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WASHINGTON -- Arkansas' U.S. Sen. John Boozman helped introduce legislation Thursday to expand a federal grant program to university initiatives addressing mental health among college athletes.

The Targeting Emotional Mental Stability Act would allow universities to seek funding for creating and maintaining programs for athletes, including peer-to-peer counseling, crisis lines and campuswide outreach addressing the stigma of seeking mental health services.

Boozman, a Republican from Rogers, and New Jersey Democrat Cory Booker are leading the legislative effort. Both senators are former college football players; Boozman played for the University of Arkansas and Booker was part of the Stanford University program.

"People don't understand it is a lot of hard work," Boozman recalled about his collegiate sports experience.

"You're spending countless hours on a field, in meetings studying game plans. ... You're singled out in a way that some other students aren't," he added. "I think the big difference now that has really made it so much worse [and] has magnified it is social media."

Boozman additionally mentioned name, image and likeness deals and use of the transfer portal as additional items placing stress on college athletes.

"Lots of expectations [are] on these young people," he said. "They are coming from high school and are young adults and are really put in pressure-filled situations."

Private and public colleges and universities can currently pursue funding through the federal Garrett Lee Smith Campus Suicide Prevention Grant program to enhance mental health services, including tools to reduce suicide and substance use disorder rates.

The legislative proposal would allow colleges and universities to maintain initiatives focused on mental health programs for college athletes. An institution's athletic department would need to submit a letter of support explaining the proposed efforts.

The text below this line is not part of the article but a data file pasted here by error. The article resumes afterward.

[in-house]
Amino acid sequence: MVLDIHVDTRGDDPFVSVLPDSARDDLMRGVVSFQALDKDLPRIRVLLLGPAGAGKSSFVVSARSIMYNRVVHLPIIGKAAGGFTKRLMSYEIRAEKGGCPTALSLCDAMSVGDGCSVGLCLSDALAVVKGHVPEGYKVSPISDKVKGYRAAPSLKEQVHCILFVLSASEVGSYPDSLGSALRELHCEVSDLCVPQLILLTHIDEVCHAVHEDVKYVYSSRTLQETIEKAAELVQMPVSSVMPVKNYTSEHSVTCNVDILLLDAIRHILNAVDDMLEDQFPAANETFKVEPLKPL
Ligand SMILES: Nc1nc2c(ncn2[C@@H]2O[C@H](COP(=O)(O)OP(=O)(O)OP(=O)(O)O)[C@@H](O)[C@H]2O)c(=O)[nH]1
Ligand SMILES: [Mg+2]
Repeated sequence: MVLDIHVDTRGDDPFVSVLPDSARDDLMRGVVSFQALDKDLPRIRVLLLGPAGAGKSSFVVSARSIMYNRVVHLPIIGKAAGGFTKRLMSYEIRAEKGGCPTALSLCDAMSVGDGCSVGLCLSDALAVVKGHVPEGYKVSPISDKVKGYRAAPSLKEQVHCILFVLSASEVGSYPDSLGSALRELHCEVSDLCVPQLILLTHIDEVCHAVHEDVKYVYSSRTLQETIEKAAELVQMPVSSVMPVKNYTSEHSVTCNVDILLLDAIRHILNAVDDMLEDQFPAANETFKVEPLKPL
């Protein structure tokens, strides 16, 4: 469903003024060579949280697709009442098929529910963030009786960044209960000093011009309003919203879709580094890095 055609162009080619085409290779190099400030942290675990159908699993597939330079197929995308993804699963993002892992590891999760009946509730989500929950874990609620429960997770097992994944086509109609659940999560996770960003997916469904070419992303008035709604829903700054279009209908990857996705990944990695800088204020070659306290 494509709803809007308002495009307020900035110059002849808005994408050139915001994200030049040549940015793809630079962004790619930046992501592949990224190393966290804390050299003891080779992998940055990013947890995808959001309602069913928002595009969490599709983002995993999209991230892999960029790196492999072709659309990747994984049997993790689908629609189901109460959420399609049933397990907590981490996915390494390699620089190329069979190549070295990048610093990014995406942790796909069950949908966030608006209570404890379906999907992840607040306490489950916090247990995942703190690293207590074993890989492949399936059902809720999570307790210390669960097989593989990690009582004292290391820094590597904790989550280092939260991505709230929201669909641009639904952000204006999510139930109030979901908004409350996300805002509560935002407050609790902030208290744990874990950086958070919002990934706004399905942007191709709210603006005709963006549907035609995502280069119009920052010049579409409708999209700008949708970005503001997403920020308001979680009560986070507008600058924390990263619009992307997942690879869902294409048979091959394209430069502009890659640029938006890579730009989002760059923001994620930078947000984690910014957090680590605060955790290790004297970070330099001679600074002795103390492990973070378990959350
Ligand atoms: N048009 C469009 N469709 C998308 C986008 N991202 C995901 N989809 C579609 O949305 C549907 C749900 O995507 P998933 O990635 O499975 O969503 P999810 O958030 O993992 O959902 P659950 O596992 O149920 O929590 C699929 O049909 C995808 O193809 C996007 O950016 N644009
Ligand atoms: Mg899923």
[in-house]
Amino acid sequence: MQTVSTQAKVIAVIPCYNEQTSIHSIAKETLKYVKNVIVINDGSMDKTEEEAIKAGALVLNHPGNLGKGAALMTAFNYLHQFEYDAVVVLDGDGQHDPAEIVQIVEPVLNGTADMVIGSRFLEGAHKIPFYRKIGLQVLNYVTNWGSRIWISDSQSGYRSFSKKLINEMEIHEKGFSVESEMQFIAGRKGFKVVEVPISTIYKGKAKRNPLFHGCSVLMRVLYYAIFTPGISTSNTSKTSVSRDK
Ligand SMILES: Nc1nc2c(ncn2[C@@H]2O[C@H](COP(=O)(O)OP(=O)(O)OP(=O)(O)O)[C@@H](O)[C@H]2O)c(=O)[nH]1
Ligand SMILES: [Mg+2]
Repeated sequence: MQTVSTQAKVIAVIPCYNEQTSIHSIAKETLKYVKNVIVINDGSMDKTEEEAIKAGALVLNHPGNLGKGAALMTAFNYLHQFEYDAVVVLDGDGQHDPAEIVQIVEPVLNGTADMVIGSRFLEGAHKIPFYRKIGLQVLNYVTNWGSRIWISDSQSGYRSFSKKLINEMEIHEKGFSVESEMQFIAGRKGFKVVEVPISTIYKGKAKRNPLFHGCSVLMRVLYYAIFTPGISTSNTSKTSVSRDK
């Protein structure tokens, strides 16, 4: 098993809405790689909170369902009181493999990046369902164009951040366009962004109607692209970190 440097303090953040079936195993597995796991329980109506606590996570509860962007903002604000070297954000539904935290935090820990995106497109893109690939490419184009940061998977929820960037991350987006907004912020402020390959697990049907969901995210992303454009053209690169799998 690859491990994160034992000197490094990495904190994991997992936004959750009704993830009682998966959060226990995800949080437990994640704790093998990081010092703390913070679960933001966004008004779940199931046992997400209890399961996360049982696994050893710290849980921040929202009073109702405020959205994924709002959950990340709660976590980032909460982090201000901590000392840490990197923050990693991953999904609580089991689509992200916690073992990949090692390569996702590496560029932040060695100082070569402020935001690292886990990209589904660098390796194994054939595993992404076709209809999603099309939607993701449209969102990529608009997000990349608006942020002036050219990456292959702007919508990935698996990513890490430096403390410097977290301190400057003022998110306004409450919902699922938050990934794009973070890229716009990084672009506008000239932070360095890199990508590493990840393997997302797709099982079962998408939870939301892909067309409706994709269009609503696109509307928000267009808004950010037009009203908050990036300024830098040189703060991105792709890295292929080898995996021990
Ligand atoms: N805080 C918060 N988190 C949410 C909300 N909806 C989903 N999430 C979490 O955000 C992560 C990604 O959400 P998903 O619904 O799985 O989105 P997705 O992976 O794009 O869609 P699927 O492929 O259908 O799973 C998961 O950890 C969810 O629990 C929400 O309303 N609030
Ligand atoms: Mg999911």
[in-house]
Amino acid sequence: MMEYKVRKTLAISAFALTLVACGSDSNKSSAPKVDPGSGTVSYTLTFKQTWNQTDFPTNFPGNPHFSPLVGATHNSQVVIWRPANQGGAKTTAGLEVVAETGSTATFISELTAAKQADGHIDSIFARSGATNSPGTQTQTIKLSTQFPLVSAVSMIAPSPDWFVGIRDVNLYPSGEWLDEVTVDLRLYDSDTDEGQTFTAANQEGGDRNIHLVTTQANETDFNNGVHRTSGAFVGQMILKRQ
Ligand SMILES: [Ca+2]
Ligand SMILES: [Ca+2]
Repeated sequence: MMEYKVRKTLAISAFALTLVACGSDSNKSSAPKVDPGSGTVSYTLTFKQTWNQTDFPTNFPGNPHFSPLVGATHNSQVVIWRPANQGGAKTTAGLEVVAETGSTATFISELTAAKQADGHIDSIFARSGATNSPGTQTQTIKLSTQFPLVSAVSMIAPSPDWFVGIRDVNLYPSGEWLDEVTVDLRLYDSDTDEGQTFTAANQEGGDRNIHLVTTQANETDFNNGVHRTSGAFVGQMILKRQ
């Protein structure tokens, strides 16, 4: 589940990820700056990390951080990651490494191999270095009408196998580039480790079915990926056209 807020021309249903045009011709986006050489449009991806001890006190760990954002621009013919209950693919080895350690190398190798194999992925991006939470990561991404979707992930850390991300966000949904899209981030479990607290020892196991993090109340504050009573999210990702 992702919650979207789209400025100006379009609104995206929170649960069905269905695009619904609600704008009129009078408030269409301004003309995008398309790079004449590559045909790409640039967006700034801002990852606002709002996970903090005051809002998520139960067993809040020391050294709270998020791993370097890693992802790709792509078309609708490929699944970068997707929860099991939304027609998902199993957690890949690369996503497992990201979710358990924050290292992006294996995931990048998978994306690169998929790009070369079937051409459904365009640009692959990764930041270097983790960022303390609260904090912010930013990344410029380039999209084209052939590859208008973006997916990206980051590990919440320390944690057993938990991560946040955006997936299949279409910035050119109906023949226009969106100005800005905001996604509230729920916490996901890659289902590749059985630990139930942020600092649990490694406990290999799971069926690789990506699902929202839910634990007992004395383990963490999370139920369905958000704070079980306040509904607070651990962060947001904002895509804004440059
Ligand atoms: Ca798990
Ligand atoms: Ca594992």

"We're not talking about spending a lot more money," Boozman said. "Let's open it up so that college athletes can be part of that program and get the help that they need if they need it."

In a news release, the senators cited an NCAA survey of college athletes to emphasize the legislation's importance. The study -- conducted in the fall of 2021 -- indicated rates of mental exhaustion, anxiety and depression had not changed since the spring of 2020.

The survey additionally showed 63% of male athletes and 69% of female athletes know where to go on campus if they have a mental health concern, but less than half of all athletes said they would feel comfortable seeking support from mental health resources on campus.

"It is crucial that our college athletes have the mental health resources and care they need to succeed in all aspects of their lives on and off the field," Booker said in a statement. "This legislation will provide more access to mental health resources to provide the necessary support our college athletes need for their health and well-being."

Sens. Marsha Blackburn, R-Tenn., Richard Blumenthal, D-Conn., and Roger Wicker, R-Miss., are cosponsoring the legislation. Boozman and Booker touted the bill's early endorsers; the NCAA, the Southeastern Conference and the National Alliance on Mental Illness are among the proposal's first supporters.

"This is all about helping young people develop," Boozman said. "I think it's sometimes difficult -- if you haven't been through it -- the pressure cooker situations that you are in."

The senators' announcement follows comments from University of Arkansas football Coach Sam Pittman about mental health and social media. During a Monday news conference, Pittman admitted he deleted his account on X -- the platform formerly called Twitter -- because of attacks from some users.

Pittman -- in his fourth year leading the Razorbacks -- additionally said the football program encourages players to seek counseling and mental health services and that he has consoled players at times.

"We talk about a lot of things, and one of them happens to be mental health," Pittman said.

Boozman threw his support behind Pittman, describing him as "the kind of coach you like as a young person to play for, or as a parent to have your young people be part of the team."

"I would encourage them [the players] not to read social media," the senator added.

To read the story in the Arkansas Democrat-Gazette click here